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Lobelia cardinalis (L. cardinalis) is a member of the Campanulaceae family, and is known by a variety of names, including asthma weed, wild tobacco and Indian pink. Most commonly known as cardinal flower, the plant is an annual or perennial herb that grows mainly along wet and damp areas such as river banks, swamps, and alongside of rivers and woodland streams. Its beautiful red flowers inspired the name “cardinal flower,” which reportedly came from the robes worn by Roman Catholic cardinals. Though its name is traceable to a religious symbol, one of the most common varieties of the plant bears the unusual name “Lucifer.” Cardinal flower blooms during the months of July and August. It is a highly noxious plant capable of poisoning adults and children, as well as livestock and domestic animals.
Due to having underdeveloped immune systems, young children and animals are prone to levels of toxicity far exceeding adults. Lobeline is the chemical most responsible for lobelia poisonings; it is a naturally occurring chemical found in every component of the plant. Both animals and humans are vulnerable to the toxic components of wild L.cardinalis. Fourteen distinct pyridine alkaloids comprise this highly toxic flower. Each year, hundreds of livestock deaths in the United States are attributable to the ingestion of lobelia.
When ingested, the lobelia cardinalis plant causes extreme symptoms of toxicity in horses, including mental confusion, convulsions, coma and sudden death.
The symptoms associated with lobelia toxicity may be severe. Immediate treatment is necessary in order to save the horse. Many horses will succumb to the toxicity within hours or days.
A feature that makes the lobelia plant especially pernicious is its ability to grow under a variety of stressful conditions. It grows quickly, and may appear “overnight.” Not only does it fill the pasture, it is also found in “sacrifice areas” and fencerows, beyond which hungry or bored horses are still able to reach. Every possible modification must be made to clear this flowering plant from pastures and turnout areas, and any other land area that is part of your horse’s living environment.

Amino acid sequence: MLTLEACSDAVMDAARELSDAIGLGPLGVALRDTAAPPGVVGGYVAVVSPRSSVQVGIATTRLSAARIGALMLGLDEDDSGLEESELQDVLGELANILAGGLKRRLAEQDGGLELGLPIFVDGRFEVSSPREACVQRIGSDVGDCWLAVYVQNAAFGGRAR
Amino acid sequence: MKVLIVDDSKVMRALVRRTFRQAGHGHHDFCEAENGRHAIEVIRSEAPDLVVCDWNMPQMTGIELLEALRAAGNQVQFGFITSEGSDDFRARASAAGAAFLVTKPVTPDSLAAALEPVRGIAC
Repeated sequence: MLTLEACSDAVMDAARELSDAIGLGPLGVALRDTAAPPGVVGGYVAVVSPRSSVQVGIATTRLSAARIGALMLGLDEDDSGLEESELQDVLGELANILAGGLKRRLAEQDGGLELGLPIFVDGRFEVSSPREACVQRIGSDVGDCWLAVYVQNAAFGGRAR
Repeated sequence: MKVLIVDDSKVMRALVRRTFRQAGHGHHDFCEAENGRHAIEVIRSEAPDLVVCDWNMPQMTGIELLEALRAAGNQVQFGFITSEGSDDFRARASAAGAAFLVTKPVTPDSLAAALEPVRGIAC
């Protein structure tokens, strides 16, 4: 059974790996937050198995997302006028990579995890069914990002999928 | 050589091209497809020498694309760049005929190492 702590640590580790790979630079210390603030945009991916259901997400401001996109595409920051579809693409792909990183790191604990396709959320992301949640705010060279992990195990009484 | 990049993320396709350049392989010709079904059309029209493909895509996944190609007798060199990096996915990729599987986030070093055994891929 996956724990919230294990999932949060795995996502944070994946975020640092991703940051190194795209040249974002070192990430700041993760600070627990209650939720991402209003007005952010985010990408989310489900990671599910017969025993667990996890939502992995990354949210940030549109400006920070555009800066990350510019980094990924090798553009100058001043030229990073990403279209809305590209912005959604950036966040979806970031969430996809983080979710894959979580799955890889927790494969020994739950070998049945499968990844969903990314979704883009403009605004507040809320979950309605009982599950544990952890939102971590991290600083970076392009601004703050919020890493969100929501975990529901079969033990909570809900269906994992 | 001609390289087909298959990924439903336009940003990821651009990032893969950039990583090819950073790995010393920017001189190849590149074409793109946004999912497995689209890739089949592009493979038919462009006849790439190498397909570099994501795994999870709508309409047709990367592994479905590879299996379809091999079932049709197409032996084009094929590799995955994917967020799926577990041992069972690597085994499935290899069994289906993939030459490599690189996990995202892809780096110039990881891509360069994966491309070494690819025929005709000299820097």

Plant poisoning is difficult to diagnose if symptoms are limited to gastriointestinal distress, fever and weakness. In cases of lobelia poisoning, symptoms may be so severe in some horses that coma or death occurs without an opportunity for diagnosis. In case of death, the horse may be examined post-mortem for the source of toxicity, as well as possible nerve damage and organ failure.
If the horse owner did not witness the poisoning, the veterinarian will first consider the possibility of an infection or virus. However, plant poisonings are distinct due to the sudden onset, and the substantial impact the toxins have on the entire system of a horse. Severe cases are characterized by acute weakness, staggering, and troubled breathing. In cases of severe toxicity, prognosis is poor. Veterinarians are aware that many horses will die within days of the poisoning.
If the poisoning is mild and timing permits to diagnose through examination and evaluation of clinical signs, blood analysis, and fecal matter examination, your veterinarian may begin to treat your horse on location. If the horse is able to survive the poisoning, treatment will focus on flushing any remaining toxicity from the system. Upon diagnosis, the aim is to first make the horse is comfortable so any treatments have a chance to work.
Regardless, a horse poisoned by lobelia is at great risk. The horse may collapse, enter coma, or experience sudden death. In this case, autopsy is the only way to achieve a definitive diagnosis. Many veterinarians will want to inspect the contents of the horse’s stomach in order to determine the toxin.
Anytime poisoning is suspected, immediate contact a veterinarian. Treatment must be immediate in order to save the horse. In many instances of lobelia poisoning, horses have died before diagnosis or treatment.
If the horse survives the poisoning, the veterinarian will treat by attempting to flush remaining toxins using a diuretic, and administering activated charcoal in an attempt to bind remaining toxins. Anti-nausea medication and/or mineral oil to expedite a bowel movement will make the horse more comfortable. The horse must be relocated, preferably to a quiet stall, until the poisonous plants are removed.
It is important to understand that a poisoned horse may never return to previous levels of performance; however, the horse may enjoy a healthy, happy life with appropriate dietary changes and care.
Pasture maintenance is essential in order to prevent poisoning. Walk the perimeters daily to spot new plants and weeds. Ovoid overgrazing. Having your hay tested for purity is advisable, especially for horses who have already experienced poisoning.
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